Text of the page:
Eric Hagemann, Camille K. Williams, Pat McKee, Andonia Stefanovich, Heather Carnahan; Using Model Hands for Learning Orthotic Fabrication. Am J Occup Ther 2014;68(1):86–94. https://doi.org/10.5014/ajot.2014.009001
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© 2019 American Occupational Therapy Association
Trainees could benefit from practicing orthotic fabrication on simulated hands with joint deformities. As a first step toward such training, we explored the use of a nonpathological model hand. Twenty-one participants were randomized into one of two groups that practiced using a person’s right hand or a model right hand. One week later, all participants returned for a transfer test in which they made one orthosis on a person’s left hand. All participants’ performance and orthoses were evaluated using a validated checklist and a global rating scale (GRS). Fabrication time for each orthosis also was recorded. The GRS score and fabrication time changed significantly over the course of practice. Trainees who practiced with the model hand made better orthoses during practice and on the transfer test, as measured with the checklist’s final product subscore. Instructional and contextual factors that may affect trainees’ performance and learning are discussed.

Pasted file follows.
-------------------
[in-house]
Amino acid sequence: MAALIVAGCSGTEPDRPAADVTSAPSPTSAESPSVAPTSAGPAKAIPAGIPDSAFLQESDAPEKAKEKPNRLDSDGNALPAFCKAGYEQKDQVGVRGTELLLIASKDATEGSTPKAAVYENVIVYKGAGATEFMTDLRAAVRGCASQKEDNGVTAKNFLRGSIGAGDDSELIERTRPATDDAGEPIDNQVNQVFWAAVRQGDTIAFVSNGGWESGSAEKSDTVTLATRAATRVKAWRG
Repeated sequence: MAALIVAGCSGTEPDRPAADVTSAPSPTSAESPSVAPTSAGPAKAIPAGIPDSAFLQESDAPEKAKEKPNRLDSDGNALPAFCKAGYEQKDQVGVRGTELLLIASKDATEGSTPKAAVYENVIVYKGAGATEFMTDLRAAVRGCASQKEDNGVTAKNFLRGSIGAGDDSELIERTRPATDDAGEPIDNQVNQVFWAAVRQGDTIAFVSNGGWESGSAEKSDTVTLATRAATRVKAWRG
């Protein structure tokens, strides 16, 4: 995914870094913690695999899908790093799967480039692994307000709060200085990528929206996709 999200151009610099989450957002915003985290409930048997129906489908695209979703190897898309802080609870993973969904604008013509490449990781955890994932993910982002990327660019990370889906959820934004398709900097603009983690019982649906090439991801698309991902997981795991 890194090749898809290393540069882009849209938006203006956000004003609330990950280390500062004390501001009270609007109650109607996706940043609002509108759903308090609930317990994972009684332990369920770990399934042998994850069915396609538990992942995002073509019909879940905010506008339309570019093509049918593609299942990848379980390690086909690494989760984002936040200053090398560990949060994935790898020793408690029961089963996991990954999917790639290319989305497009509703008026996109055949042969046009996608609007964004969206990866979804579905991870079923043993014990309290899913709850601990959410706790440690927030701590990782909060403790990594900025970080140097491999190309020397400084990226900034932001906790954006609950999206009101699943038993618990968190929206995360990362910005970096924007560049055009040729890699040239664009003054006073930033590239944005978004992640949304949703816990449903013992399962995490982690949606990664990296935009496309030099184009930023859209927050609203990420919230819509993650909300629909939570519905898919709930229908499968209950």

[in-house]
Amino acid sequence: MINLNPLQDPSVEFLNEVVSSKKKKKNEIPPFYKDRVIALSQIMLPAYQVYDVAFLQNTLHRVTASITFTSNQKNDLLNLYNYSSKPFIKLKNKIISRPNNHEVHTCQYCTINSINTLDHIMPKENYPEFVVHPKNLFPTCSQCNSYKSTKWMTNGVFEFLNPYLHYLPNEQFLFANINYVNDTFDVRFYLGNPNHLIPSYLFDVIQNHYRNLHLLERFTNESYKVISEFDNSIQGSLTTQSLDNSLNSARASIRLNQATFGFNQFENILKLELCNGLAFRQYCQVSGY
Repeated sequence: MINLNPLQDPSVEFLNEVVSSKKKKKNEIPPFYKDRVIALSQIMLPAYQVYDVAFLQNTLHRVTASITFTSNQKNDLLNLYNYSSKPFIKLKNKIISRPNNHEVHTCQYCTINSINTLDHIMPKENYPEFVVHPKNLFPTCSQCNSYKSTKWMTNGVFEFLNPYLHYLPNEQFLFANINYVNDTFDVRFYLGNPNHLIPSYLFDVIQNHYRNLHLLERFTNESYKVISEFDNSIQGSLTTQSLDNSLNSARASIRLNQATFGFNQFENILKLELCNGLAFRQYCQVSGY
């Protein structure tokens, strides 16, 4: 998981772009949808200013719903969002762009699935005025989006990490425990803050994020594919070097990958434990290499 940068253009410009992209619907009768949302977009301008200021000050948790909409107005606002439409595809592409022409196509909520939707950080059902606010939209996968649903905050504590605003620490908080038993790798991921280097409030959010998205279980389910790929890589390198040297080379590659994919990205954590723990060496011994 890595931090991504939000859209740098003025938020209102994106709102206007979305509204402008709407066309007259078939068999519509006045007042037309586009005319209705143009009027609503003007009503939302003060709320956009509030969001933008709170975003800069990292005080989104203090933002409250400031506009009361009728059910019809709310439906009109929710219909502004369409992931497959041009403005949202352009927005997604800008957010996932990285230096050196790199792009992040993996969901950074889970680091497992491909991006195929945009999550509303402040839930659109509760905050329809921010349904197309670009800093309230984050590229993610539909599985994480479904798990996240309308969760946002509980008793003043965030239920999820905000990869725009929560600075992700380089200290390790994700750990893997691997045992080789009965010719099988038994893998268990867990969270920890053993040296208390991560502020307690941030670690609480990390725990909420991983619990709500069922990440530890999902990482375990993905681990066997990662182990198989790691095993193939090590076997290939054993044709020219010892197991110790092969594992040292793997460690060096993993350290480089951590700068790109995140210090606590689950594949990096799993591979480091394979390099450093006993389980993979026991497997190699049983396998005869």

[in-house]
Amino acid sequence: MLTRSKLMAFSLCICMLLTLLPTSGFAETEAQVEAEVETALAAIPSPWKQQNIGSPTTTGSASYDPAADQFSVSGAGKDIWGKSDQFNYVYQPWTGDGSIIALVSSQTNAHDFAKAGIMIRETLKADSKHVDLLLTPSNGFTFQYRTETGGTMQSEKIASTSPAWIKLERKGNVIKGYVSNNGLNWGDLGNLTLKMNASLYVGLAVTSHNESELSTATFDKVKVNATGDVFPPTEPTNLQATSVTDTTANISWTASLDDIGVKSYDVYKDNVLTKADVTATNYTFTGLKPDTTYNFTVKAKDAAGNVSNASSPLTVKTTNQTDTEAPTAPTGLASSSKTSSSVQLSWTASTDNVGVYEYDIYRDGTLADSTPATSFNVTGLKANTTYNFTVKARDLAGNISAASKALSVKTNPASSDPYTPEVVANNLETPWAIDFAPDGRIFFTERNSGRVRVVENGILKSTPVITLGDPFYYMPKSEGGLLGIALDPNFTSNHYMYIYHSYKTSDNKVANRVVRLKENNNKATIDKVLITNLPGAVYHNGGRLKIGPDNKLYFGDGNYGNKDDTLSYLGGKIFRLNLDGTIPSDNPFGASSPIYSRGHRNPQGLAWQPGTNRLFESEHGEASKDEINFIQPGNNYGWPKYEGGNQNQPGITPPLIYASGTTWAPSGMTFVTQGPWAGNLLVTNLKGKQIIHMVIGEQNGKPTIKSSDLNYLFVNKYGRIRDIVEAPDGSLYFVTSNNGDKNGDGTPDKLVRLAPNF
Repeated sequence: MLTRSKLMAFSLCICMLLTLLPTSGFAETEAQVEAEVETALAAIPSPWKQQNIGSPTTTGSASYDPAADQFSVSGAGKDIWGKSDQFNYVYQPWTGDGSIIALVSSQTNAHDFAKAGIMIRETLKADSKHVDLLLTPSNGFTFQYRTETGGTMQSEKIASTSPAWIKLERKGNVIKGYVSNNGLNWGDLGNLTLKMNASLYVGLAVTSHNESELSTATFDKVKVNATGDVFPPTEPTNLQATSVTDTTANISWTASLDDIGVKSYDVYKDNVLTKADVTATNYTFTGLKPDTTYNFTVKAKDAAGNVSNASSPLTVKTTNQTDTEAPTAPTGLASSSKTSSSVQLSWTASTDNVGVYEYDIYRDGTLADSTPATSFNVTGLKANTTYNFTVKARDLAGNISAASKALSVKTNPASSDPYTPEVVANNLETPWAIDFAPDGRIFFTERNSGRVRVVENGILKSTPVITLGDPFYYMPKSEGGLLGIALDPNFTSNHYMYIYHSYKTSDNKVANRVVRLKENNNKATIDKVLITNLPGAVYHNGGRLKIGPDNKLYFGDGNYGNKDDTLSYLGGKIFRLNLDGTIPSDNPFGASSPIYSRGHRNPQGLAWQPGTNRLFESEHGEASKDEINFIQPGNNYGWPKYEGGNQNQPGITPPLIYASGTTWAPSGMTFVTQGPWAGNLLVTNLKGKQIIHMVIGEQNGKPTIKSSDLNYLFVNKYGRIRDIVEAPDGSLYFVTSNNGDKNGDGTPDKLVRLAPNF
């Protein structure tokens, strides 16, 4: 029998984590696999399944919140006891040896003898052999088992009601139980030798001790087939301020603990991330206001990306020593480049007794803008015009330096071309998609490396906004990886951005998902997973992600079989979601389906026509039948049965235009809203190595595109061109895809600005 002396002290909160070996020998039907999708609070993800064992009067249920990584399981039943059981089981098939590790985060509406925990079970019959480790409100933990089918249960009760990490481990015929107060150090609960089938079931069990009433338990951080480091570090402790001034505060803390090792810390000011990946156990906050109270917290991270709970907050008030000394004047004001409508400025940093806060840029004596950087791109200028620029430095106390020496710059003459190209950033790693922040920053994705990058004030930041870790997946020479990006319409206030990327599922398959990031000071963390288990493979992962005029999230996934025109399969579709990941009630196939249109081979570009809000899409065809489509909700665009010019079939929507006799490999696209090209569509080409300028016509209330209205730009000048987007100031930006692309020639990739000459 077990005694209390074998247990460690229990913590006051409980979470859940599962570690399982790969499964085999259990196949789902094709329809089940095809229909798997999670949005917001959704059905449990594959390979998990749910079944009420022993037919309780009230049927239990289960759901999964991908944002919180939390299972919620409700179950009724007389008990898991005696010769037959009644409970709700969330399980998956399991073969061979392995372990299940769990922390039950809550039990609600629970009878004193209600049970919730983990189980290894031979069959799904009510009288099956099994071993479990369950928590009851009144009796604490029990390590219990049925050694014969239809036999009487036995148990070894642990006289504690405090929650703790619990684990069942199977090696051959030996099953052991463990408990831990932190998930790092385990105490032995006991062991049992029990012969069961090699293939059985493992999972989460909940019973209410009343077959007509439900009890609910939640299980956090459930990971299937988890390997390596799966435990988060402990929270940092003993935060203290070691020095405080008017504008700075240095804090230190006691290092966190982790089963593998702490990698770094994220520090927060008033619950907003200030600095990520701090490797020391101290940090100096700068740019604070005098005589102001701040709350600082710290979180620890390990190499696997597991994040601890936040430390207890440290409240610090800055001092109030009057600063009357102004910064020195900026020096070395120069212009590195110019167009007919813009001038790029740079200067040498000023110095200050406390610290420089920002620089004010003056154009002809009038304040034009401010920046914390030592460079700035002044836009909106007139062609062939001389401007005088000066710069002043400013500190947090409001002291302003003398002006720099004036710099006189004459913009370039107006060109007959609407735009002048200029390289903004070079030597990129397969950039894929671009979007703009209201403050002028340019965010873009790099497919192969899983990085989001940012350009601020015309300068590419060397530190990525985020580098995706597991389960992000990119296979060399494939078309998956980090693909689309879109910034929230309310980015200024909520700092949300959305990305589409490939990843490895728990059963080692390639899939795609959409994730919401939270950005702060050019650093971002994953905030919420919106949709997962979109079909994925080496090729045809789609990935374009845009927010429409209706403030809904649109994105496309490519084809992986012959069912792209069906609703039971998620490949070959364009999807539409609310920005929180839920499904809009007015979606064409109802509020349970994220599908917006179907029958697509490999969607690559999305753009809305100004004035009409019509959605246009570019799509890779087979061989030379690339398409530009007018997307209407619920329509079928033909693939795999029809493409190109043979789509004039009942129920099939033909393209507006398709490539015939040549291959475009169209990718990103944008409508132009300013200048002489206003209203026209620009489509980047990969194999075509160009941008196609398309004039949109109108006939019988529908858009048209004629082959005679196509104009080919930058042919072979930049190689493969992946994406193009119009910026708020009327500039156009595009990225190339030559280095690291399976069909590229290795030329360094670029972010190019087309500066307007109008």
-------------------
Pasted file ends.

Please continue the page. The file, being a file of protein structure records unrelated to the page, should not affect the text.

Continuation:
Early in training, practicing orthotic fabrication on an artificial hand may have an advantage over a real hand by reducing the additional workload of human interaction, task difficulty, or both, allowing trainees to focus on the technical aspects of the task and become more technically proficient in the early stages of learning.
When developing simulation programs for orthotic fabrication, educators must consider how all aspects of simulation fidelity—physical, environmental, and temporal—may affect trainees’ performance and learning.
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